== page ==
Look around you: how many good friends and good neighbours can we see here today? Marti knew how to give from herself to each and one of her friends whether he was a neighbour who lived close by, or a friend from a far. Everyone could feel her friendship and love. Her laugh was so contagious.

Her last speech, given just a few weeks ago when she received the honorary doctorate from the Auckland University, reflected her good heart. Thanking everyone, thanking the nurses in the hospital who looked after her, thanking her best friends and of course her beloved husband Gerard. The love between the two of you, after 60 years of life together, is inspiring by all means. Marti could not have succeed in her amazing work without your love and support.

Marti was always busy until her last moment. She said to me many times, "Life is so busy, I have no time!". But she always found time in her busy lifestyle for her friends or to help others in need.
She was one of the most influential Jews in NZ, and she was always proud of this connection.

Dear Gerard, Marti will be missed by all, but we can't even imagine how hard it is for you right now.
I want you to remember you are not alone. You are surrounded by wonderful family and friends. Marti may physically not be here anymore, but she will always be with you wherever you go.

Marti left a big hole that we may find hard to fill, but we can all try to be a little bit like Marti so that her legacy will endure: Love to people and humanity, optimism even when times are difficult, and always be grateful.

Marti's thousands of photographs reminded me the lyrics of a famous song you might know:
We keep this love (to Marti) in a photograph
We made these memories for ourselves
Where our eyes are never closing
Hearts are never broken
And time's forever frozen still

May her memory be a blessing to all of us.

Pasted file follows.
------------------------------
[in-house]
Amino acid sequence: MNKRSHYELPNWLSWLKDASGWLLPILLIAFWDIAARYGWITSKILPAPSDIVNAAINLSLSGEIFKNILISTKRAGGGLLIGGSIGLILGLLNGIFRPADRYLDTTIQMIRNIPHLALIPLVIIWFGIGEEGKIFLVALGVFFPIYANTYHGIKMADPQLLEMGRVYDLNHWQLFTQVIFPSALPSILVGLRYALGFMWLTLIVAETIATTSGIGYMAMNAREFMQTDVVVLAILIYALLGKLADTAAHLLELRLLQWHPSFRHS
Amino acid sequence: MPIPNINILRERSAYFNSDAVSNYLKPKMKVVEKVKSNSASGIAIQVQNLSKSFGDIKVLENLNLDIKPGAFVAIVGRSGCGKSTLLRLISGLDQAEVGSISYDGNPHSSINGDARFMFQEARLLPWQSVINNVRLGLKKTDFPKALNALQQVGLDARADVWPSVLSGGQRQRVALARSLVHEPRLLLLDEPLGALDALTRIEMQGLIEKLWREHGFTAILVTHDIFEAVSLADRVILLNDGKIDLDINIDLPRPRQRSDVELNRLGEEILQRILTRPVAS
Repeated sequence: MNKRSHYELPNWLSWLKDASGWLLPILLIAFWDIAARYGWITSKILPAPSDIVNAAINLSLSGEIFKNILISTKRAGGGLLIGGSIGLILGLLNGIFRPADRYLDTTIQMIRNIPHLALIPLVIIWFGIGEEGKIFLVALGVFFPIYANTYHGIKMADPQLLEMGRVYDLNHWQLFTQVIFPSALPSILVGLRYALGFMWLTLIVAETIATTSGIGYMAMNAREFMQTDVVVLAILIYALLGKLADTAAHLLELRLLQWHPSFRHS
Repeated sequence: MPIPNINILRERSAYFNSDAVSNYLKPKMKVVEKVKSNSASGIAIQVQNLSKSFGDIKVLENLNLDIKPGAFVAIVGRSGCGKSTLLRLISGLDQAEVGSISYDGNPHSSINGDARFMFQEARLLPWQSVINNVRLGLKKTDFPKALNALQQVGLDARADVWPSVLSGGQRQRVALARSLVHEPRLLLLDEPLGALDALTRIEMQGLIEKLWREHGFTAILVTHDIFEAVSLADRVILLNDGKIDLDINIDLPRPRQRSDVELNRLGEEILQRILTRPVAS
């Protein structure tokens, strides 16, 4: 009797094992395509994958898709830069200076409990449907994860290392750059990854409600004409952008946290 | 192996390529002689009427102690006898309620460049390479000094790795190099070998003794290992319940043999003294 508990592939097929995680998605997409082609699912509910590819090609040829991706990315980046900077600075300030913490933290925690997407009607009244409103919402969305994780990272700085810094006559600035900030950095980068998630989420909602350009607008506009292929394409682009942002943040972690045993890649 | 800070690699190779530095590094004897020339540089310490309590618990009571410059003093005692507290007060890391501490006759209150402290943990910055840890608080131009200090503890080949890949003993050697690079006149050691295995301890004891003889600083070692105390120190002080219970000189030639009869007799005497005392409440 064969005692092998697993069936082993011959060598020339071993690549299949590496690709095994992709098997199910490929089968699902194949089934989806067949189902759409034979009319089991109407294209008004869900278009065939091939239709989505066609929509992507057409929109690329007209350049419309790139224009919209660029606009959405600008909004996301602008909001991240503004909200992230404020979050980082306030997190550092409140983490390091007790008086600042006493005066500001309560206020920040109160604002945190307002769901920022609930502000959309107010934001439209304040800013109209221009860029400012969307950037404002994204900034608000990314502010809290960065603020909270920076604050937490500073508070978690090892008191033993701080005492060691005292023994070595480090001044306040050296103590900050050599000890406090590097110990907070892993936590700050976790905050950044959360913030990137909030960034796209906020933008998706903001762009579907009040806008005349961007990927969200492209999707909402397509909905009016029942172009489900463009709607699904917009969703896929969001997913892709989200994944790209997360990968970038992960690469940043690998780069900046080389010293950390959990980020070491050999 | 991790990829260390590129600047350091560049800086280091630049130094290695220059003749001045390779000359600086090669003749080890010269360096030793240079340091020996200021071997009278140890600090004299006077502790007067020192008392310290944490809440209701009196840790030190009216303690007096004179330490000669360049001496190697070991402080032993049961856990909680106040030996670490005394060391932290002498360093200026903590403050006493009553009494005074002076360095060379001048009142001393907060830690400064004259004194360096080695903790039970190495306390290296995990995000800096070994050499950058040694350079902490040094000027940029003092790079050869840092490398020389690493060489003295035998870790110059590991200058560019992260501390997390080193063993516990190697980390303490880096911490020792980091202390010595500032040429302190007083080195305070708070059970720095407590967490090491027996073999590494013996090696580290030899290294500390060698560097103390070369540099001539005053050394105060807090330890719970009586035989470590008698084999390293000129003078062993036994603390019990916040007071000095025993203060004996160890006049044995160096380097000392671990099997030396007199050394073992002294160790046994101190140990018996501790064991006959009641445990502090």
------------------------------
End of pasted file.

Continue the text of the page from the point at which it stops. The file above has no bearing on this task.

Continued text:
Migration hits highest level in more than 25 years

16 November 2016

Permanent and long-term international migration to New Zealand is at its highest level in more than 25 years.

The country had a net gain of 69,954 people as a result of permanent and long-term migration in the year to September, according to Statistics New Zealand figures.

That was the highest net gain in more than 25 years and up on 61,234 last year and 45,414 the previous one.
Most migrants have settled in Auckland.

Dairy prices soar

2 November 2016

Dairy product prices climbed substantially at the Global with whole milk powder soared 19.8% to $US3317 a tonne.

The GDT price index jumped 11.4% to $US3327, up from $US2965 at the previous auction two weeks ago.

Whole milk powder soared 19.8% to $US3317 a tonne - breakeven territory for many farmers.

Last week Fonterra said it reduced its forecast milk volume for the 2016-17 season. Dairy markets reacted sharply to tightening milk supply in New Zealand.

Jobless rate falls below 5% for first time since 2008, wage inflation muted

2 November 2016

New Zealand's unemployment rate fell below 5% for the first time since December 2008 as employers took on more staff than expected, although that didn't spur wages to rise at a faster pace. The kiwi dollar rose on the figures.
The unemployment rate fell to 4.9% in the three months ended September 30 from a revised 5% rate in June, Statistics NZ said.

Employment grew 1.4% in the quarter, outpacing a 0.5% gain economists were picking, with rental, hiring and real estate services adding 5,000 jobs in the period. That was also faster than a 0.7% increase in the size of the working-age population, which helped drive up the participation rate to a record 70.1%, though a new methodology influenced that series.

"This strong growth in employment, coupled with fewer unemployed people, pushed the unemployment rate below 5% for the first time in nearly eight years," labour and income statistics manager Mark Gordon said in a statement.